Force Mains

A newly constructed wastewater force main readied for service with a pristine clean interior goes "on line" when the first load of wastewater is pumped through it. Because of the nature of that wastewater, it is typically laden with fats, oils and grease, (F.O.G.), and a variety of solids and fluids of many descriptions, some of those elements will begin to immediately adhere to the interior pipe walls, or fall out of the flow. Pragmatically stated, the very first time a wastewater force main is used the process that will cause it to become dirty, begins!! Your force main will benefit from cleaning and restoration to its maximum flow capacity if;

  • Wet well evacuation times are increasing
  • Discharge head pressures are increasing
  • Pump run times are increasing
  • Pump(s) upgrades and station improvements are being planned
  • The system is being extended or having other piping tied into it
  • Operating and maintenance costs, particularly energy usage, are escalating
  • It was installed under difficult circumstances and not cleaned before it was placed into service
  • As designed the anticipated high volume of usage has never materialize which has converted the force main into an elongated settling basin
  • Valid concerns about gas pockets and inability to sustain a scouring velocity in the system raises concerns about its integrity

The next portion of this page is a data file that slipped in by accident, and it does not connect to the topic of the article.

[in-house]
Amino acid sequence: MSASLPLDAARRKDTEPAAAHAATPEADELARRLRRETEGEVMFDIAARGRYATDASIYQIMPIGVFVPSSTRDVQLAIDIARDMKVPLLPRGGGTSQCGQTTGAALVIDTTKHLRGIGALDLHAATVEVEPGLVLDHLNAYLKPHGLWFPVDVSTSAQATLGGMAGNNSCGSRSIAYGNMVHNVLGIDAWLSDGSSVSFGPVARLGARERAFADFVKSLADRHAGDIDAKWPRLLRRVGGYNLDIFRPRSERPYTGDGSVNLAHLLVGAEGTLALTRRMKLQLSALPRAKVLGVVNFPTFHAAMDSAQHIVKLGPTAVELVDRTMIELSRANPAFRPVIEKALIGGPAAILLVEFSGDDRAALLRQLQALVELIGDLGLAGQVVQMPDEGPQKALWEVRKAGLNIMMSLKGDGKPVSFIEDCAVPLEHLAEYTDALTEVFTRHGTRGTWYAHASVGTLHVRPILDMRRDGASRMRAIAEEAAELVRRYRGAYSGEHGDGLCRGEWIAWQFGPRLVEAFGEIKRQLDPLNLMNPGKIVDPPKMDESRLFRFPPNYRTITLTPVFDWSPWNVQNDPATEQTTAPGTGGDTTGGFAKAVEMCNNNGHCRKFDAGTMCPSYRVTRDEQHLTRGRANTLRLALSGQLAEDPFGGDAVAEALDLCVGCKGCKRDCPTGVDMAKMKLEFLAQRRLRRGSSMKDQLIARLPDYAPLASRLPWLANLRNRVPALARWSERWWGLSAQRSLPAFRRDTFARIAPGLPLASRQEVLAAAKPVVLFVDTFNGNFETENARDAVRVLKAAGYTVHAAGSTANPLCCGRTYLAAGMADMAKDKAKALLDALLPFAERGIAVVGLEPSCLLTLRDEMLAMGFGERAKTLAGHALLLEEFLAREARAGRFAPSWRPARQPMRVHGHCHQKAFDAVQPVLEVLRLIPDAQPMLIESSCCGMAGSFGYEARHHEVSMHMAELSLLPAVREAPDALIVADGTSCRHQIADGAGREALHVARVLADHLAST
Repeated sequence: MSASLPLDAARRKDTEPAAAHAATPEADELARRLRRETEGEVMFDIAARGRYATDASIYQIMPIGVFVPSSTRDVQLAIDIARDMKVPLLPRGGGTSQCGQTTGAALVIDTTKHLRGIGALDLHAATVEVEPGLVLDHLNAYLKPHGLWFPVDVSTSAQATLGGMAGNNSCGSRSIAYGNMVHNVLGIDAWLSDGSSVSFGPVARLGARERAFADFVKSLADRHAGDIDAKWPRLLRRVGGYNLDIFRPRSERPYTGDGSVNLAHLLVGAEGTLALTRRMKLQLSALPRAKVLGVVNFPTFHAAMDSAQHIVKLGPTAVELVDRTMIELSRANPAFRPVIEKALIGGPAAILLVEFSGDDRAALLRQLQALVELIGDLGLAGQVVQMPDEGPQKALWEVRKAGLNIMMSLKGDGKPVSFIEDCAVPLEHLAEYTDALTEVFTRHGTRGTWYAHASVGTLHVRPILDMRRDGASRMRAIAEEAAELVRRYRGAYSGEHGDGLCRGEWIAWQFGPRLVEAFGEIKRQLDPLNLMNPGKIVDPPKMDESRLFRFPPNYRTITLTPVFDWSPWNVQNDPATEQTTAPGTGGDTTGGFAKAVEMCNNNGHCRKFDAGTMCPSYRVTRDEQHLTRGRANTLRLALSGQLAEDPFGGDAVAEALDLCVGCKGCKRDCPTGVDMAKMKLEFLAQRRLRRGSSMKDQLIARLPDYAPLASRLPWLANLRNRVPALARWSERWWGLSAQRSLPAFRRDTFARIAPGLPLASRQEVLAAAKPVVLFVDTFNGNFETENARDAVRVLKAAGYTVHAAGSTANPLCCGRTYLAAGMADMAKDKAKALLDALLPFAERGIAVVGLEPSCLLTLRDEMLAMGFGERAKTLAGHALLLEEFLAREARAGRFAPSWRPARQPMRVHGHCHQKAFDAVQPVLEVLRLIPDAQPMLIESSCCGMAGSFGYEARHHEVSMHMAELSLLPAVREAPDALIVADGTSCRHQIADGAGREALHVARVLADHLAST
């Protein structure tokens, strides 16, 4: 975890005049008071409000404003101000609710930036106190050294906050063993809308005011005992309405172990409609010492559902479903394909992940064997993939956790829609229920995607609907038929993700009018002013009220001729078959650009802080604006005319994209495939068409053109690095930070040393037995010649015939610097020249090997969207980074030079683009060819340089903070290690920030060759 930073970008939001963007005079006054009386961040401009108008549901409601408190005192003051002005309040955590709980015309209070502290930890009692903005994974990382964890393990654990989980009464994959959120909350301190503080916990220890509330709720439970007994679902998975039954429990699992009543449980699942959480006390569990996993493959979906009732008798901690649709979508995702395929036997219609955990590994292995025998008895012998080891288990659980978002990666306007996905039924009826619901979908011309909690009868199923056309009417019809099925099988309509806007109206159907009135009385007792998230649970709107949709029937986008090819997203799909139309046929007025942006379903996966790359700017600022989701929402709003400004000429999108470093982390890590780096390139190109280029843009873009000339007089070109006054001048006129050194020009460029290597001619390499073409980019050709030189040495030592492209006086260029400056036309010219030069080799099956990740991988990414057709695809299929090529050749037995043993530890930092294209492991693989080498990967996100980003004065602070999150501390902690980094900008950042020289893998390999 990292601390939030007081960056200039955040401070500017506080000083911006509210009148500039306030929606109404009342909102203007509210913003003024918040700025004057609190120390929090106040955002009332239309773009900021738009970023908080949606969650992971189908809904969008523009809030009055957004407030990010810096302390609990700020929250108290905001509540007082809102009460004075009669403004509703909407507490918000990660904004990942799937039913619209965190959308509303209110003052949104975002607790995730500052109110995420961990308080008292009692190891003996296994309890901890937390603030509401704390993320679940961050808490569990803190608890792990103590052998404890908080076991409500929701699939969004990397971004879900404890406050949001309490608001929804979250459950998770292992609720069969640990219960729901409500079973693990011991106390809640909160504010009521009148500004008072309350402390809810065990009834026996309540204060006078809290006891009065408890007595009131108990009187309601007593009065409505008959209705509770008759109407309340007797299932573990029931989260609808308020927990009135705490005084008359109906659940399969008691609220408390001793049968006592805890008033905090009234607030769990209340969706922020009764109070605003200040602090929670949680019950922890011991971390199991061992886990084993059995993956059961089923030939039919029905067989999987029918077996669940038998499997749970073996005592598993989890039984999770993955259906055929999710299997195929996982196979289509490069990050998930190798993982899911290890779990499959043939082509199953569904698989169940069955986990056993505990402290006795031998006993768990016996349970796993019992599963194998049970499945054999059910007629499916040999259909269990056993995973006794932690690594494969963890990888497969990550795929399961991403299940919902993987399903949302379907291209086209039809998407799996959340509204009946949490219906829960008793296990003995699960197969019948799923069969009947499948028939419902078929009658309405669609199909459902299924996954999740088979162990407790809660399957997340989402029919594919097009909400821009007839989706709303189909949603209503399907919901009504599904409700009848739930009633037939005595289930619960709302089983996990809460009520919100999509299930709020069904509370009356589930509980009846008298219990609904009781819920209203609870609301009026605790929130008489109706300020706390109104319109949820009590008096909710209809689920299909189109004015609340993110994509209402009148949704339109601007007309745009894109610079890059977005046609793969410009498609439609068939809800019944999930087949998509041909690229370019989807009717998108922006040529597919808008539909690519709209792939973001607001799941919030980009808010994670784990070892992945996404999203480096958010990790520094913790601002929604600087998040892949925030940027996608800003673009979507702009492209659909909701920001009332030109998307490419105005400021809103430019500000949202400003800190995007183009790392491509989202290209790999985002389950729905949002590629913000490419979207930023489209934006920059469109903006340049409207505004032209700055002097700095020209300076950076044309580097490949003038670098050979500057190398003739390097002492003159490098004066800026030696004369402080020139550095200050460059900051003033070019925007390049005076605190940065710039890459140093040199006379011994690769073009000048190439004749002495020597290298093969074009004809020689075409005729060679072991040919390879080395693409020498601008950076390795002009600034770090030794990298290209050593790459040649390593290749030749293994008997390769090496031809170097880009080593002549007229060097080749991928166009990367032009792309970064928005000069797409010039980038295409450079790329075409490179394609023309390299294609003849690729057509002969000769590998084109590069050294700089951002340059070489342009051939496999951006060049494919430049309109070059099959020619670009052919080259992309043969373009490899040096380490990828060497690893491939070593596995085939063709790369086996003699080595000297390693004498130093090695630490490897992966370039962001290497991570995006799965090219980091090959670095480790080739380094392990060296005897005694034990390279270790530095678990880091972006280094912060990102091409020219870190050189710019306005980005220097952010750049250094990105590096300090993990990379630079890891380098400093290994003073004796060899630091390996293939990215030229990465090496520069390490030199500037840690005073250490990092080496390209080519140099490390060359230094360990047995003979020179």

• The volume of flow at its discharge point is consequentially lower than it use to be
  • Maintenance staff suffers from the, "alarm light shudders"
  • Laminar flow characteristics and Hazen-Williams "C" Factors have disappeared into the, "it's almost too low to be measured", abyss
  • The system has a radical profile with many low points, which can become collection sites for solids, sand, silt, particulate matter, etc.
  • The system receives incremental discharge flow, that is, the lift station pumps a thousand gallons per cycle but the force main holds 7,000 gallons, creating a condition where it is difficult to maintain solids in suspension
  • Odor problems are not solvable using current methods
  • The last section of the force main is a gravity system which allows air to constantly enter the piping resulting in carbonizing deposits building up on the interior top half of the pipe.
  • Upgrading the size and horsepower of the lift station pumps has not provided the anticipated increase in system efficiency.
  • The potential for overflows, backups and system blockages is also threatening to cause writers cramp for regulatory agencies.
  • Replacing the pipe means discarding serviceable piping whose only sin is that it is dirty
  • Repairs, taps and visual inspection confirms that the system is "dirty"
Certified Underground Utility Contractor
License Number CU-C055717

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